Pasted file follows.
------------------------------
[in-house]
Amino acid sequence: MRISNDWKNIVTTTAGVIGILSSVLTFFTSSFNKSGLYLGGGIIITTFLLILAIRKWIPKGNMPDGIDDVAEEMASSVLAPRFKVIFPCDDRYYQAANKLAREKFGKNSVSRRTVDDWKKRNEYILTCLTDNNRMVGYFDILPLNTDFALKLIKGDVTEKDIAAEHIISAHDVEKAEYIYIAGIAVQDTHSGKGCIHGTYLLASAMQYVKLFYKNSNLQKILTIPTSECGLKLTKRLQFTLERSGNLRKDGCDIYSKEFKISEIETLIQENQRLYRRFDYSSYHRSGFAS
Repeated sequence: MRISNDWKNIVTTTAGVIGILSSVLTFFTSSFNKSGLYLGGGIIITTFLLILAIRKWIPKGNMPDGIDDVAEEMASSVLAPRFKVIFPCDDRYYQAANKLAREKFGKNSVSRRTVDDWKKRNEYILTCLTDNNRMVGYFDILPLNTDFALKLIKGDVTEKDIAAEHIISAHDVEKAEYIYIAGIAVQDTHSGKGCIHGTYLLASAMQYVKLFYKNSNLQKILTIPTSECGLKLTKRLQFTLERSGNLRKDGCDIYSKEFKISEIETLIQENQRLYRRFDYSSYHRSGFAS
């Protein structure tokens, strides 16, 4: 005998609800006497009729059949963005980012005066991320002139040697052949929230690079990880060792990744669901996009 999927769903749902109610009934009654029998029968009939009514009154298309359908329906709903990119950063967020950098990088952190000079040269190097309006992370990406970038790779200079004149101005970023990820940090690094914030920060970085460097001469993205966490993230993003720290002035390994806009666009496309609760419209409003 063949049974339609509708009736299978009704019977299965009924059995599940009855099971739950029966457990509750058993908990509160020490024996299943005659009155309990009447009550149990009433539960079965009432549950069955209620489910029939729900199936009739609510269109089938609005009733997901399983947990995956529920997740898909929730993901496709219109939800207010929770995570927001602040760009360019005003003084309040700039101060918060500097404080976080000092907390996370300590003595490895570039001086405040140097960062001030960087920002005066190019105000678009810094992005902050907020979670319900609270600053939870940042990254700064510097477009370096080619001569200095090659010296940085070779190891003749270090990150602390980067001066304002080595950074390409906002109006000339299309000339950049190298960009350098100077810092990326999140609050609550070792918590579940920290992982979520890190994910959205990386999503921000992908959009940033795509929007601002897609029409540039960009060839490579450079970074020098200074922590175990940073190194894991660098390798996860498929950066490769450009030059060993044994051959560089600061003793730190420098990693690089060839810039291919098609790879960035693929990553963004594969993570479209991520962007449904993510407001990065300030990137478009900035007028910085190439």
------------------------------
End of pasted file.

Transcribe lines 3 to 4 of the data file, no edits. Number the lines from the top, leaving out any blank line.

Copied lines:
Repeated sequence: MRISNDWKNIVTTTAGVIGILSSVLTFFTSSFNKSGLYLGGGIIITTFLLILAIRKWIPKGNMPDGIDDVAEEMASSVLAPRFKVIFPCDDRYYQAANKLAREKFGKNSVSRRTVDDWKKRNEYILTCLTDNNRMVGYFDILPLNTDFALKLIKGDVTEKDIAAEHIISAHDVEKAEYIYIAGIAVQDTHSGKGCIHGTYLLASAMQYVKLFYKNSNLQKILTIPTSECGLKLTKRLQFTLERSGNLRKDGCDIYSKEFKISEIETLIQENQRLYRRFDYSSYHRSGFAS
């Protein structure tokens, strides 16, 4: 005998609800006497009729059949963005980012005066991320002139040697052949929230690079990880060792990744669901996009 999927769903749902109610009934009654029998029968009939009514009154298309359908329906709903990119950063967020950098990088952190000079040269190097309006992370990406970038790779200079004149101005970023990820940090690094914030920060970085460097001469993205966490993230993003720290002035390994806009666009496309609760419209409003 063949049974339609509708009736299978009704019977299965009924059995599940009855099971739950029966457990509750058993908990509160020490024996299943005659009155309990009447009550149990009433539960079965009432549950069955209620489910029939729900199936009739609510269109089938609005009733997901399983947990995956529920997740898909929730993901496709219109939800207010929770995570927001602040760009360019005003003084309040700039101060918060500097404080976080000092907390996370300590003595490895570039001086405040140097960062001030960087920002005066190019105000678009810094992005902050907020979670319900609270600053939870940042990254700064510097477009370096080619001569200095090659010296940085070779190891003749270090990150602390980067001066304002080595950074390409906002109006000339299309000339950049190298960009350098100077810092990326999140609050609550070792918590579940920290992982979520890190994910959205990386999503921000992908959009940033795509929007601002897609029409540039960009060839490579450079970074020098200074922590175990940073190194894991660098390798996860498929950066490769450009030059060993044994051959560089600061003793730190420098990693690089060839810039291919098609790879960035693929990553963004594969993570479209991520962007449904993510407001990065300030990137478009900035007028910085190439």